One of the most soul destroying experiences for a search firm is when they have labored hard for a client and then have their candidates dismissed for no apparent reason. All search professionals, I am sure, have experienced that reaction from a client which is like “why do you want to know? None of your business…higher management knows best”.  Most often or not it turns out that CVs have not been read, or not read to the end or that there is a secret agenda (“we want this nationality, not that nationality”), or they just don’t understand what they have been presented with. With good feedback course correction can be made and the market re-attacked. Great clients are masters of good feedback in a timely fashion.

  1. Make executive search partners a part of your team

The other characteristic of great clients, and this is something that gets built over time, is that they make you feel part of their organization, they brainstorm, they trust, they invite you to their functions. It is a smart move because the executive search professional feels like they are an extension of the organization and goes the extra mile.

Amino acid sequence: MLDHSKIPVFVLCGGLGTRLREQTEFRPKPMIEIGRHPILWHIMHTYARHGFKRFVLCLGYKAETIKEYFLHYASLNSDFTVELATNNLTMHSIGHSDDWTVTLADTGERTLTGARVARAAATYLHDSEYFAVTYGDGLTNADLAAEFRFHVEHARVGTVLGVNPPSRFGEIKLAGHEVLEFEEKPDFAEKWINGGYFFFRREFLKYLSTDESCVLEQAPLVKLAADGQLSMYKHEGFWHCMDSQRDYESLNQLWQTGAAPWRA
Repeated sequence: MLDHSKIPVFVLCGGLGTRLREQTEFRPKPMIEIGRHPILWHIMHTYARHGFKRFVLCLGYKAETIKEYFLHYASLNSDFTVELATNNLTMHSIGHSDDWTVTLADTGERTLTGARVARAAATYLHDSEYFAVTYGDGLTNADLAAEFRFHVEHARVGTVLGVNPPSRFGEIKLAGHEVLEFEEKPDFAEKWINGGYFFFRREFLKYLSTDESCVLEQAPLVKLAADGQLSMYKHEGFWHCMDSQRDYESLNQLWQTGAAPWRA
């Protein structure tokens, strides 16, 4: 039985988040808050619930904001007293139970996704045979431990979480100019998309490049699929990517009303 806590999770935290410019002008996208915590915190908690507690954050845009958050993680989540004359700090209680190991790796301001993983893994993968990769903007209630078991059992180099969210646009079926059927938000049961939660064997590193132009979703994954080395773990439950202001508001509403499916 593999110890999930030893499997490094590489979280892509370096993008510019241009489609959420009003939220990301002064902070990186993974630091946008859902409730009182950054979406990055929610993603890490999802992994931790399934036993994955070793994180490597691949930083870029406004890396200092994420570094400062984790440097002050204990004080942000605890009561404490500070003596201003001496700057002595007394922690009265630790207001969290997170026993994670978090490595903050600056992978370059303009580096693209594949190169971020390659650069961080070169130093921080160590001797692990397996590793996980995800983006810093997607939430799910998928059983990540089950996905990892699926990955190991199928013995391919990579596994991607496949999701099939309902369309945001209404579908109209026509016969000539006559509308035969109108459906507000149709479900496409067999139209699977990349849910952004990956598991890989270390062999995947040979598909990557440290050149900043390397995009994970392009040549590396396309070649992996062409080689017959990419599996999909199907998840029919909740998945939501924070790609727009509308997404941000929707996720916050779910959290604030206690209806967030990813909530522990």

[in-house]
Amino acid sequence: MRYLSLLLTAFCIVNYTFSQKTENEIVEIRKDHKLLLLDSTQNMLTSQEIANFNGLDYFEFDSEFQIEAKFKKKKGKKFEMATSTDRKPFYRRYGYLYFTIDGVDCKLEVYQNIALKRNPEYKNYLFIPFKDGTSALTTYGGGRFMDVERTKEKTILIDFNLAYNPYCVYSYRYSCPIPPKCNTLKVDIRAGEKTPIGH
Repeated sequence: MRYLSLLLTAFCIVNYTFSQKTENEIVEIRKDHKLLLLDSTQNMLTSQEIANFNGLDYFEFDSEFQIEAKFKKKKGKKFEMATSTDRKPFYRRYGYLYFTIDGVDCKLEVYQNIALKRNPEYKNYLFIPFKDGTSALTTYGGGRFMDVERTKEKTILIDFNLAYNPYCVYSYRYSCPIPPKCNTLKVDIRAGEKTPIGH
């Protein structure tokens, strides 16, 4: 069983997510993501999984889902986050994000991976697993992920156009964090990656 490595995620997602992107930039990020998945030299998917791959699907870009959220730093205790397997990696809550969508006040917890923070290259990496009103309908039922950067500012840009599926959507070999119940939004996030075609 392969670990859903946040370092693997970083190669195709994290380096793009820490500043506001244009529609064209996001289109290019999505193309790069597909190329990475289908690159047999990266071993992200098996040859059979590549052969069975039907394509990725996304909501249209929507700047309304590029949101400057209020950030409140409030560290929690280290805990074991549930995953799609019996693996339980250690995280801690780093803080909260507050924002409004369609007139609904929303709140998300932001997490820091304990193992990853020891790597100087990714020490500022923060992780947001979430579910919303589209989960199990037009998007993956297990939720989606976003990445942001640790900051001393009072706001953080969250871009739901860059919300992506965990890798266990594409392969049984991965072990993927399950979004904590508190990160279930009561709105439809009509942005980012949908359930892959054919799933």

For my part I have been privileged to work for some great clients over the years and by and large they all follow the same pattern as I have described.

But there is more they are themselves, at all levels of the organization, from the receptionist to the CEO, lovely people in their own right. One of the things that I may not have appreciated when I was a young consultant is that clients are people, not a species of extra-terrestrials. They have good days, bad days, they have hopes and aspirations, they have children, they deal with the worries of education and family, as we all do. We in the executive search world are there to help our clients  prosper and to drive a free market for talent.

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Tagged under CVs executive search executive search clients executive talent